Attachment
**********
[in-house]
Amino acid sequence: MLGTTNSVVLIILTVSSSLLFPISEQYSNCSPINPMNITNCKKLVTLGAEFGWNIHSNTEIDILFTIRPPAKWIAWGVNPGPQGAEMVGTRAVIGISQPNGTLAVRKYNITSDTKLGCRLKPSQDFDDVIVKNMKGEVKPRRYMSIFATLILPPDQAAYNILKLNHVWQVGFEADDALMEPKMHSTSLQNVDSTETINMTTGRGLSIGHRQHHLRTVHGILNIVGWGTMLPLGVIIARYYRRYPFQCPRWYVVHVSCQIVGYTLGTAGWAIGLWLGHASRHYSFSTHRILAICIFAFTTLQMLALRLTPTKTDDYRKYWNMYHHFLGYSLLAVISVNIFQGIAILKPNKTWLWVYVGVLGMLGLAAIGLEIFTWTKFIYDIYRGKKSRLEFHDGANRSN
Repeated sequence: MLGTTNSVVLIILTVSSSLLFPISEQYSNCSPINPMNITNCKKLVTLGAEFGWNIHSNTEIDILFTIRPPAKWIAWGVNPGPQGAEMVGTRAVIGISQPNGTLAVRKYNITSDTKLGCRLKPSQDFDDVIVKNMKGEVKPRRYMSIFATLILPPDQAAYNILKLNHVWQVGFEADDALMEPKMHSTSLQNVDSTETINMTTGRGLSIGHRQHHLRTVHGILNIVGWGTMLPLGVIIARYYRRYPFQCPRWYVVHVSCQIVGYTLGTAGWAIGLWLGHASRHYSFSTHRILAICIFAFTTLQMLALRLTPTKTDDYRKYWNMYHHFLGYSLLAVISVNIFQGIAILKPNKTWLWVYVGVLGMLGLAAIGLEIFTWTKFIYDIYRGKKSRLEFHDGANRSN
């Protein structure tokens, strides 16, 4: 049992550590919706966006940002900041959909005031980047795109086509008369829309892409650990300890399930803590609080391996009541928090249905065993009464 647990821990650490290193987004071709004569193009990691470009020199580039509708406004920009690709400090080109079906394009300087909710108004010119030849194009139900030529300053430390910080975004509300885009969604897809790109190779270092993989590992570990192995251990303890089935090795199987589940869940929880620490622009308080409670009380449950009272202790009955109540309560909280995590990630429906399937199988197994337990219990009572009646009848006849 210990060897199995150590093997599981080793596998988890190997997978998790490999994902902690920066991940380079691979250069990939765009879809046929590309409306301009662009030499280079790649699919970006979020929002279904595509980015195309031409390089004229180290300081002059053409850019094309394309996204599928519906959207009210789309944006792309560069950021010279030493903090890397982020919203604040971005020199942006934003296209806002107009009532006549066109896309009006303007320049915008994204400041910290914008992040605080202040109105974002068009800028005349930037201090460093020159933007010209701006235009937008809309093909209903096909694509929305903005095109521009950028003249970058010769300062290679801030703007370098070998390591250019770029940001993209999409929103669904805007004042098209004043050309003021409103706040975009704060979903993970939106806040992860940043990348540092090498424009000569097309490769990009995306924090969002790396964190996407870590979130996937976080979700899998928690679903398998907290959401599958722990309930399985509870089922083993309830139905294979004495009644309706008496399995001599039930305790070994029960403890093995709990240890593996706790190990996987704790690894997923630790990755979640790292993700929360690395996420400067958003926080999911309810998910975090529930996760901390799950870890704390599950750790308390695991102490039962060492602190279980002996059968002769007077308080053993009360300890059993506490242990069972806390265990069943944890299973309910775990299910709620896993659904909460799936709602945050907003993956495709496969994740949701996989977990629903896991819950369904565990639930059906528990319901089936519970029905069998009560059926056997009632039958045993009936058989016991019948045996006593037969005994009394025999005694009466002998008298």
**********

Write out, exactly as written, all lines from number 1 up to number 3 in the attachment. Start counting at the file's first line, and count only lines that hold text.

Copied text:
[in-house]
Amino acid sequence: MLGTTNSVVLIILTVSSSLLFPISEQYSNCSPINPMNITNCKKLVTLGAEFGWNIHSNTEIDILFTIRPPAKWIAWGVNPGPQGAEMVGTRAVIGISQPNGTLAVRKYNITSDTKLGCRLKPSQDFDDVIVKNMKGEVKPRRYMSIFATLILPPDQAAYNILKLNHVWQVGFEADDALMEPKMHSTSLQNVDSTETINMTTGRGLSIGHRQHHLRTVHGILNIVGWGTMLPLGVIIARYYRRYPFQCPRWYVVHVSCQIVGYTLGTAGWAIGLWLGHASRHYSFSTHRILAICIFAFTTLQMLALRLTPTKTDDYRKYWNMYHHFLGYSLLAVISVNIFQGIAILKPNKTWLWVYVGVLGMLGLAAIGLEIFTWTKFIYDIYRGKKSRLEFHDGANRSN
Repeated sequence: MLGTTNSVVLIILTVSSSLLFPISEQYSNCSPINPMNITNCKKLVTLGAEFGWNIHSNTEIDILFTIRPPAKWIAWGVNPGPQGAEMVGTRAVIGISQPNGTLAVRKYNITSDTKLGCRLKPSQDFDDVIVKNMKGEVKPRRYMSIFATLILPPDQAAYNILKLNHVWQVGFEADDALMEPKMHSTSLQNVDSTETINMTTGRGLSIGHRQHHLRTVHGILNIVGWGTMLPLGVIIARYYRRYPFQCPRWYVVHVSCQIVGYTLGTAGWAIGLWLGHASRHYSFSTHRILAICIFAFTTLQMLALRLTPTKTDDYRKYWNMYHHFLGYSLLAVISVNIFQGIAILKPNKTWLWVYVGVLGMLGLAAIGLEIFTWTKFIYDIYRGKKSRLEFHDGANRSN